The following items should be requisitioned and assembled locally:-
Case No. 118A, Battery container.
Part 1/DSP/1233, Battery on/off spring-set for Telephone No 706.
Part l/DSP/1242, Battery on/off spring-set for Telephone No 710.
Switch No. 19B-1, Battery on/off switch for Telephones 740 and 746.

The two dry cells which are described above should be purchased locally.

It is essential that the battery to be used with Handset No. 5 is the Type ZM9 made by Mallory Batteries Ltd. This is a mercuric oxide/potassium hydroxide/zinc cell and is suitable because of the following properties:-

  1. It has a long shelf life of at least 1.5 years. In contrast, a Leclanche type battery of similar size may have a shelf life of only 3 to 6 months.

  2. It is leak-proof and therefore will not exude chemicals and cause corrosion inside the telephone instrument.

  3. The voltage remains nearly constant at 1.3 volts per cell over the complete discharge period.

  4. It is extremely stable over a wide range of temperature and humidity conditions.

It is important to note that the mercury-type cell differs from the Leclanche type in that the negative terminal is the central pole and care should therefore be taken to ensure that the cell is correctly inserted in the Case No. 118A, otherwise the transistor amplifier will be damaged. The polarity of the terminals on the Case No. 118A and on the cells are clearly marked. Batteries should be purchased locally and are obtainable from chemists and radio shops.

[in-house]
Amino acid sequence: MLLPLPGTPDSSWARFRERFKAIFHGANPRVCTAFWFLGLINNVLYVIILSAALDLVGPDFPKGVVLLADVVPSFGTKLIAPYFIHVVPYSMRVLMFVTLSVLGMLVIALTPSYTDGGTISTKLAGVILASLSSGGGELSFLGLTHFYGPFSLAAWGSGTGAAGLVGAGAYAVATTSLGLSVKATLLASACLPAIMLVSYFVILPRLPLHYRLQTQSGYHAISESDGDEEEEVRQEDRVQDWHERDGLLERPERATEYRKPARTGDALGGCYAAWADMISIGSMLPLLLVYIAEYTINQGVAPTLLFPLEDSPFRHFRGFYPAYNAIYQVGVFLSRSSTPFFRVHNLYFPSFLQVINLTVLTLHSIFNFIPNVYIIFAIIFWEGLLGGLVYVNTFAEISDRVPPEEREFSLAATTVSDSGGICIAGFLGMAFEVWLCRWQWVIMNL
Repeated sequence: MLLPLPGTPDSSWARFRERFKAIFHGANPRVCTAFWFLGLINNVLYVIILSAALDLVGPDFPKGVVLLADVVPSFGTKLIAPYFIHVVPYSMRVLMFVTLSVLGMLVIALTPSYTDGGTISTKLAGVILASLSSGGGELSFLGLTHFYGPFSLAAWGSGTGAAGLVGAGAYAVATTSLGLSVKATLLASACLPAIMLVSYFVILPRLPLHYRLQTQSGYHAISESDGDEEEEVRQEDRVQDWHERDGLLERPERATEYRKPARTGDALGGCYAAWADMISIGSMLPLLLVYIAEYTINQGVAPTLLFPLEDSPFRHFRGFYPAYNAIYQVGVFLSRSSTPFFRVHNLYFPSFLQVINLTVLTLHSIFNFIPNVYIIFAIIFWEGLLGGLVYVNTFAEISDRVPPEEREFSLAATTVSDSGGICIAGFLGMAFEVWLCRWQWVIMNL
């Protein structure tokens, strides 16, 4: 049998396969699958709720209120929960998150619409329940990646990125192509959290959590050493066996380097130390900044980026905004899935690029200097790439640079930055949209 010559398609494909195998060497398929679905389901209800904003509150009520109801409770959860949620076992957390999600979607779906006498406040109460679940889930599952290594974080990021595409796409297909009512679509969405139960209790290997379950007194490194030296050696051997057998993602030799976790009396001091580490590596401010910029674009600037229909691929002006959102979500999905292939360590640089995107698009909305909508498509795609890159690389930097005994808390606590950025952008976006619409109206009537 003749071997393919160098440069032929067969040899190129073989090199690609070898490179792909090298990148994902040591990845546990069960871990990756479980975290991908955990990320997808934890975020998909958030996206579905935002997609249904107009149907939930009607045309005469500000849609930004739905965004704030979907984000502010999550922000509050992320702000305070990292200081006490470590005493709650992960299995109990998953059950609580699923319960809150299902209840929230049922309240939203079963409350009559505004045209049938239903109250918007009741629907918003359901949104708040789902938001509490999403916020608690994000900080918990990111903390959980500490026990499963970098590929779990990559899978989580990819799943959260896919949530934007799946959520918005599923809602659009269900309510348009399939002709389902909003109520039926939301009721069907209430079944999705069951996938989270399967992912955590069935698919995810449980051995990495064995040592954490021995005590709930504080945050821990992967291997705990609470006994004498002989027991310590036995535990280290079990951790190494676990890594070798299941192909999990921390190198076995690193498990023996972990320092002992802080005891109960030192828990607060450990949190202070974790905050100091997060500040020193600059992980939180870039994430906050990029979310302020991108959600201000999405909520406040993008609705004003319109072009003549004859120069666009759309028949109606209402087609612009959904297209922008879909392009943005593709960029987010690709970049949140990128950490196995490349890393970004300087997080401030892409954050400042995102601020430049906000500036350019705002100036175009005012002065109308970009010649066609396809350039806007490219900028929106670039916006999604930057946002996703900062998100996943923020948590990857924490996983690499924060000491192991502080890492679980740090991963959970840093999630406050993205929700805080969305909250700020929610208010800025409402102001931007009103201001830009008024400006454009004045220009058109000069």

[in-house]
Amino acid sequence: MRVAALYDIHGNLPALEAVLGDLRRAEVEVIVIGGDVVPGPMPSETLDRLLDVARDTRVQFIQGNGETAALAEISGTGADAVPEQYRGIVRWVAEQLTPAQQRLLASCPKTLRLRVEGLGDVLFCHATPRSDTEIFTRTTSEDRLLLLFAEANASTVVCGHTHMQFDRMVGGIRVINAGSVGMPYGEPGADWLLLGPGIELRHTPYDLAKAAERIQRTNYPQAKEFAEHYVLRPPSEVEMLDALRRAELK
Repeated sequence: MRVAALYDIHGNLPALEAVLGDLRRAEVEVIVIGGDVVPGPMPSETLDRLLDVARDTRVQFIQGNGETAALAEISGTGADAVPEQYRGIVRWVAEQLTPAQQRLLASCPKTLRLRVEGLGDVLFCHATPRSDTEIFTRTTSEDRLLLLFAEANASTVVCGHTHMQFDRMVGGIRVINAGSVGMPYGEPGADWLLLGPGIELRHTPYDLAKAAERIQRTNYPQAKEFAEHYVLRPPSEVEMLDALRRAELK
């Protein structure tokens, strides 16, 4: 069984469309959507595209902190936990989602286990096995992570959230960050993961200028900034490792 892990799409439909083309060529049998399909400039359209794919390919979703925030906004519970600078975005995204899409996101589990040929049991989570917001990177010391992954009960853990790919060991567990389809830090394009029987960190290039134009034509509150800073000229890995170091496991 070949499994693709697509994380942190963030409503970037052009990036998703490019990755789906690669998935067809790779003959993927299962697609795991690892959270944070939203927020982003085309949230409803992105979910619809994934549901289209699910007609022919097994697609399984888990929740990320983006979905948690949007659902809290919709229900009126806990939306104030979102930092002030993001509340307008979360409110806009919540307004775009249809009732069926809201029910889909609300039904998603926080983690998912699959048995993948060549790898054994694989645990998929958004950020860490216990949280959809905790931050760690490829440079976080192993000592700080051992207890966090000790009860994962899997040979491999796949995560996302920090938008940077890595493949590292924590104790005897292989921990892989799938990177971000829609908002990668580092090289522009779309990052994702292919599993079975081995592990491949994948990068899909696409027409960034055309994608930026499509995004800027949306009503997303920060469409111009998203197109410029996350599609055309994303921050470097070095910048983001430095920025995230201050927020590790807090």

Difficulty will be experienced if an attempt is made to insert the battery whilst the container is in the vertical position on the telephone cradle switch frame. The container should therefore be removed from the telephone and placed horizontal on a desk and one cell inserted in each half of the container. Check that the cell Polarities are correct then slide together the two halves of the container, ensuring that the locking spring is outside the container. Replace the container in the telephone.

Where a Handset No. 4 or No. 5 is required at a new installation, a 700 type telephone should be requisitioned and the standard handset and cord on the telephone recovered and returned to the Supplies Dept if in excess of local requirements. The Handset No. 4 or Handset No. 5 with its associated components should then be fitted in lieu.

Both Handsets Nos. 4 and 5 will be superseded by Handset No. 14A (C3 B2131 refers) for new work in due course.

(Formerly EI Telephones, Stations, F1102)

An extract from
Volume 53, Part 1 - Dated April 1960

Handset No. 4

A telephone handset containing a single-stage transistor amplifier has been developed to provide amplified reception for deaf  subscribers.

Here are several thousands of telephone subscribers in this country who are hard of hearing, and their need for amplified reception is catered for at present by a valve amplifier (Repeater, Telephonic, No. 17). It is, however, bulky and uses dry batteries, which necessarily require frequent replacement.